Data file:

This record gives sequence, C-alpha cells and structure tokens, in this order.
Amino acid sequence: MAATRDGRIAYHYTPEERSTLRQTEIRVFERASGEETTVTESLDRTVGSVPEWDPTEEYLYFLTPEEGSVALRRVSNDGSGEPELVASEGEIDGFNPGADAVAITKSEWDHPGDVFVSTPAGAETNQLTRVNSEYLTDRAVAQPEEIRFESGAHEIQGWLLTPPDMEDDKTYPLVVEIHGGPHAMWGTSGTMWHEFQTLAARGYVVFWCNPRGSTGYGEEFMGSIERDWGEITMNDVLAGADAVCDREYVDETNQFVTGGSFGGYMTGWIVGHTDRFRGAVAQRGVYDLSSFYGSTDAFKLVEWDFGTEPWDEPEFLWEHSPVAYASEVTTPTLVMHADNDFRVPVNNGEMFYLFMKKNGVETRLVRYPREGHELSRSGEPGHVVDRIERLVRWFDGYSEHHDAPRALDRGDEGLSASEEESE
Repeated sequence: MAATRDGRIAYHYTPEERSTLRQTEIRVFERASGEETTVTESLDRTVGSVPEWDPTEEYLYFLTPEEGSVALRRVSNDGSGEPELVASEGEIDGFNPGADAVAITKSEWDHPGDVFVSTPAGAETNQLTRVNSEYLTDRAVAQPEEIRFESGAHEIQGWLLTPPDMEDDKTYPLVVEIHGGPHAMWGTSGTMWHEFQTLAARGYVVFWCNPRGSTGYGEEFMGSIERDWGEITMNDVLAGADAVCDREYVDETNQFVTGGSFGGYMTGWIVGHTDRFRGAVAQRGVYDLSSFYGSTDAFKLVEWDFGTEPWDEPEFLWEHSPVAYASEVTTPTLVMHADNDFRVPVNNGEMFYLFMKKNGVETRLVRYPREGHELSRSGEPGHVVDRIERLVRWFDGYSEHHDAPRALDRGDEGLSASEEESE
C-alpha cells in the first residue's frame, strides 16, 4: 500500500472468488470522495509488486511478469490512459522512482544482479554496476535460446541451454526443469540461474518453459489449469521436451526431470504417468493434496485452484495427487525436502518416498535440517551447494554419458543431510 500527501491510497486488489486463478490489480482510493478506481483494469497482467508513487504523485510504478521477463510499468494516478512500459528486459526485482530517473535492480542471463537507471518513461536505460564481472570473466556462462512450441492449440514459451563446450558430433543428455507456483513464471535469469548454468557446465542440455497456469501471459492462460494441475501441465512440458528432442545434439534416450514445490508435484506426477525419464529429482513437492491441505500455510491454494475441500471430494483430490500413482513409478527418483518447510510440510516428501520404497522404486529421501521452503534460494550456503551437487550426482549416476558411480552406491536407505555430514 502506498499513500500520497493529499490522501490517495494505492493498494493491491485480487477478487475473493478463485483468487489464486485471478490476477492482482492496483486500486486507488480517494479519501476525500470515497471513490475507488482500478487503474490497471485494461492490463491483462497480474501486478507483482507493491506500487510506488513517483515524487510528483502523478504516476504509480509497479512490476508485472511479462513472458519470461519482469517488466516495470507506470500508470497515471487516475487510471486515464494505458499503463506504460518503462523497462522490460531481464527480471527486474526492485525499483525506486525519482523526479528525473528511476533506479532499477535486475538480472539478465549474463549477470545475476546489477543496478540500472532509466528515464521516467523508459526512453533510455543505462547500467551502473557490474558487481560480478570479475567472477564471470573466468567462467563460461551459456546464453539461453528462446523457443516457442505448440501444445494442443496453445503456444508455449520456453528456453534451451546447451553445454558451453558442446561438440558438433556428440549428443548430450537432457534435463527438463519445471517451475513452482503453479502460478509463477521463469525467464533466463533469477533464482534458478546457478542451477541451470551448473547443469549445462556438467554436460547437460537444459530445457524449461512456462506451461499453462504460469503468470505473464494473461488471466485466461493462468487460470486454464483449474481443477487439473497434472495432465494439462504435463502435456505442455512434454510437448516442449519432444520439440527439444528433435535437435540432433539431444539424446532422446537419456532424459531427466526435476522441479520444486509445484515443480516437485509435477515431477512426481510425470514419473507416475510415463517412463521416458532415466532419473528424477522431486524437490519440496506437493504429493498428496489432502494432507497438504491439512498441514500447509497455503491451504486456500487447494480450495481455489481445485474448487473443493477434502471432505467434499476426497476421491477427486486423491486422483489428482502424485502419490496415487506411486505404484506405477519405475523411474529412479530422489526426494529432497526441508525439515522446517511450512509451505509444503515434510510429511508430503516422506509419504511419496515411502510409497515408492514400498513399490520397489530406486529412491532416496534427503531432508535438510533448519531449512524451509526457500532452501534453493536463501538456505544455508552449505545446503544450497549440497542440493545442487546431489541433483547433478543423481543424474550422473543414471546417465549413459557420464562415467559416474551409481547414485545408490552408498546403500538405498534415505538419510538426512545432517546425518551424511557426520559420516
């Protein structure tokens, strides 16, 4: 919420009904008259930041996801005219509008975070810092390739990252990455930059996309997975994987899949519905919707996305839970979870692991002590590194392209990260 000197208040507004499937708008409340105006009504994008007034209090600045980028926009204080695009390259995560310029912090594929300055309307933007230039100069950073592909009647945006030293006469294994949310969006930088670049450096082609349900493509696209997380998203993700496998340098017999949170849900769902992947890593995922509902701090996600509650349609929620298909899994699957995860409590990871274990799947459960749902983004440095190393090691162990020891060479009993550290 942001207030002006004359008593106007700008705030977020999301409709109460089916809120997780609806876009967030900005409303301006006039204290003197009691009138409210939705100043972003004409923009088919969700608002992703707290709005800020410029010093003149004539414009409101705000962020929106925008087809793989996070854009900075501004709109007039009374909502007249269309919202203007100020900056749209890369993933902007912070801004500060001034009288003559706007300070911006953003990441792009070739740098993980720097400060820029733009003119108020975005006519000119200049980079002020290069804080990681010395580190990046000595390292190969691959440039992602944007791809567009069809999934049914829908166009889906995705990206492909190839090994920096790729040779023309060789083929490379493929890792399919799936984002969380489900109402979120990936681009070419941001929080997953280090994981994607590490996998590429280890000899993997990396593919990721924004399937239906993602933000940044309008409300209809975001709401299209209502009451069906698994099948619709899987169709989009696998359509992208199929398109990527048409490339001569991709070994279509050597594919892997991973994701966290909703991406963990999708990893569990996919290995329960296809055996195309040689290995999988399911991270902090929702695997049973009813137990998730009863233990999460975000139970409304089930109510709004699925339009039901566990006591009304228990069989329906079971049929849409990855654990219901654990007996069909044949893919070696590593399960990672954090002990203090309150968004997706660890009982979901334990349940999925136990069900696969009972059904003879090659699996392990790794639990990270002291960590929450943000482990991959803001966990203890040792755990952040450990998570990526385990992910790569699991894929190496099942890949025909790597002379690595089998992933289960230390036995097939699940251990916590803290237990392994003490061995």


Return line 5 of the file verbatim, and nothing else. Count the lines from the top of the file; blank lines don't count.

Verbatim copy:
């Protein structure tokens, strides 16, 4: 919420009904008259930041996801005219509008975070810092390739990252990455930059996309997975994987899949519905919707996305839970979870692991002590590194392209990260 000197208040507004499937708008409340105006009504994008007034209090600045980028926009204080695009390259995560310029912090594929300055309307933007230039100069950073592909009647945006030293006469294994949310969006930088670049450096082609349900493509696209997380998203993700496998340098017999949170849900769902992947890593995922509902701090996600509650349609929620298909899994699957995860409590990871274990799947459960749902983004440095190393090691162990020891060479009993550290 942001207030002006004359008593106007700008705030977020999301409709109460089916809120997780609806876009967030900005409303301006006039204290003197009691009138409210939705100043972003004409923009088919969700608002992703707290709005800020410029010093003149004539414009409101705000962020929106925008087809793989996070854009900075501004709109007039009374909502007249269309919202203007100020900056749209890369993933902007912070801004500060001034009288003559706007300070911006953003990441792009070739740098993980720097400060820029733009003119108020975005006519000119200049980079002020290069804080990681010395580190990046000595390292190969691959440039992602944007791809567009069809999934049914829908166009889906995705990206492909190839090994920096790729040779023309060789083929490379493929890792399919799936984002969380489900109402979120990936681009070419941001929080997953280090994981994607590490996998590429280890000899993997990396593919990721924004399937239906993602933000940044309008409300209809975001709401299209209502009451069906698994099948619709899987169709989009696998359509992208199929398109990527048409490339001569991709070994279509050597594919892997991973994701966290909703991406963990999708990893569990996919290995329960296809055996195309040689290995999988399911991270902090929702695997049973009813137990998730009863233990999460975000139970409304089930109510709004699925339009039901566990006591009304228990069989329906079971049929849409990855654990219901654990007996069909044949893919070696590593399960990672954090002990203090309150968004997706660890009982979901334990349940999925136990069900696969009972059904003879090659699996392990790794639990990270002291960590929450943000482990991959803001966990203890040792755990952040450990998570990526385990992910790569699991894929190496099942890949025909790597002379690595089998992933289960230390036995097939699940251990916590803290237990392994003490061995």